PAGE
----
With nurses risking their lives every day to keep the U.S. safe from COVID-19 and National Nurses Week kicking off May 6, the personal-finance website WalletHub today released its report on 2020’s Best & Worst States for Nurses, as well as accompanying videos.
In order to help new nursing graduates find the best markets for their profession, WalletHub compared the relative attractiveness of the 50 states across 22 key metrics. The data set ranges from monthly average starting salary for nurses to health-care facilities per capita to nursing-job openings per capita.
|Best States for Nurses||Worst States for Nurses|
|1. Oregon||41. Mississippi|
|2. Washington||42. Tennessee|
|3. New Mexico||43. New Jersey|
|4. Minnesota||44. Ohio|
|5. Nevada||45. Vermont|
|6. Wyoming||46. Oklahoma|
|7. Montana||47. Alabama|
|8. Maine||48. Hawaii|
|9. Arizona||49. Louisiana|
|10. Texas||50. New York|
Best vs. Worst
- Michigan has the highest annual mean wage for licensed practical and licensed vocational nurses (adjusted for cost of living), $53,745, which is 1.6 times higher than in New York, the lowest at $33,945.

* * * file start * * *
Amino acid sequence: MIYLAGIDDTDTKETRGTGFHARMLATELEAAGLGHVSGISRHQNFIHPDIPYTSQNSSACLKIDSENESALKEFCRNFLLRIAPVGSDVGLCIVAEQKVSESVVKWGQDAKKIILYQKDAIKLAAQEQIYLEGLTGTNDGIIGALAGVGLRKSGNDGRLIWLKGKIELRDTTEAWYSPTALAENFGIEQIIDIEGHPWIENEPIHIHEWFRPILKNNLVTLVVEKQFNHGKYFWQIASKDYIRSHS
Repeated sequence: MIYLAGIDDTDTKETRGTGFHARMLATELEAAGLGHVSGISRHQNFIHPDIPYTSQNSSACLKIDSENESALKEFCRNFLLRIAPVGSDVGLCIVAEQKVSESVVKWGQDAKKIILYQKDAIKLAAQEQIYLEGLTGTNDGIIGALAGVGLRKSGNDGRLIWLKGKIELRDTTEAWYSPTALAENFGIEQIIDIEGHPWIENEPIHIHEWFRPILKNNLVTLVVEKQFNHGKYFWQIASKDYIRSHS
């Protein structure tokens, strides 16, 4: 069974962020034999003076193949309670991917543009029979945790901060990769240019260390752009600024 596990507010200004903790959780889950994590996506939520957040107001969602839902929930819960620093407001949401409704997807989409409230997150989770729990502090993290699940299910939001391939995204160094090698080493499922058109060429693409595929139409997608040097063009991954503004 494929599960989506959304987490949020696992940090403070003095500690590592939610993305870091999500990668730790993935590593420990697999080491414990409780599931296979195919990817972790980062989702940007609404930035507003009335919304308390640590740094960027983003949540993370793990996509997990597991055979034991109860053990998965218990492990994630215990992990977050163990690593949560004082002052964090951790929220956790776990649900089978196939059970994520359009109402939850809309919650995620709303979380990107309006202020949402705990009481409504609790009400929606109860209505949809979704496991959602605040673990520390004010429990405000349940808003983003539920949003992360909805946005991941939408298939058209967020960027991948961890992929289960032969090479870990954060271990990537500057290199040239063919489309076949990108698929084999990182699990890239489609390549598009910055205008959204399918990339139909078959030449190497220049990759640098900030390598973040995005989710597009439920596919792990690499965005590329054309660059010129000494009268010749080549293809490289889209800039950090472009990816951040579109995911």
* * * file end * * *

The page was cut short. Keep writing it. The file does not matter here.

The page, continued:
- Utah has the lowest current competition (number of nurses per 1,000 residents), 8.31, which is 2.2 times lower than in South Dakota, the highest at 18.34.
- Nevada has the lowest future competition (projected number of nurses per 1,000 residents by 2026), 7.47, which is 2.9 times lower than in North Dakota, the highest at 21.94.
- Minnesota has the highest ratio of nurses to hospital beds, 5.06, which is 2.1 times higher than in Arkansas, the lowest at 2.39.
To view the full report and your state’s rank, please visit: